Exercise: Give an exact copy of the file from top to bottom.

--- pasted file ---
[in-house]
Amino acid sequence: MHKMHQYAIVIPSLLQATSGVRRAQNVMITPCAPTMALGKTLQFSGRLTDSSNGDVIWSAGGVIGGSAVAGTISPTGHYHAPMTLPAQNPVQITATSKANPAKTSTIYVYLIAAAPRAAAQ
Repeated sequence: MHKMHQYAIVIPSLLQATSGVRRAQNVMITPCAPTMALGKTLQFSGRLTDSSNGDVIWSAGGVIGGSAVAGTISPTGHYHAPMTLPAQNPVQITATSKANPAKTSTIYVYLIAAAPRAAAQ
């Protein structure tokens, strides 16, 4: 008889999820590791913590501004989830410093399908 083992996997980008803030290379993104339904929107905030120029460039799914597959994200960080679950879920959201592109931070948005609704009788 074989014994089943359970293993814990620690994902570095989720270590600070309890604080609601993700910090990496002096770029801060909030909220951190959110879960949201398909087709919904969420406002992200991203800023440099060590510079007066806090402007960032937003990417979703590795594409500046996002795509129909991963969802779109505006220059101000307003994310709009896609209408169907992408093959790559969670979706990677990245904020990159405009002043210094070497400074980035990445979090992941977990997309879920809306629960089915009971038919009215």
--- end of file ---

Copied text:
[in-house]
Amino acid sequence: MHKMHQYAIVIPSLLQATSGVRRAQNVMITPCAPTMALGKTLQFSGRLTDSSNGDVIWSAGGVIGGSAVAGTISPTGHYHAPMTLPAQNPVQITATSKANPAKTSTIYVYLIAAAPRAAAQ
Repeated sequence: MHKMHQYAIVIPSLLQATSGVRRAQNVMITPCAPTMALGKTLQFSGRLTDSSNGDVIWSAGGVIGGSAVAGTISPTGHYHAPMTLPAQNPVQITATSKANPAKTSTIYVYLIAAAPRAAAQ
């Protein structure tokens, strides 16, 4: 008889999820590791913590501004989830410093399908 083992996997980008803030290379993104339904929107905030120029460039799914597959994200960080679950879920959201592109931070948005609704009788 074989014994089943359970293993814990620690994902570095989720270590600070309890604080609601993700910090990496002096770029801060909030909220951190959110879960949201398909087709919904969420406002992200991203800023440099060590510079007066806090402007960032937003990417979703590795594409500046996002795509129909991963969802779109505006220059101000307003994310709009896609209408169907992408093959790559969670979706990677990245904020990159405009002043210094070497400074980035990445979090992941977990997309879920809306629960089915009971038919009215």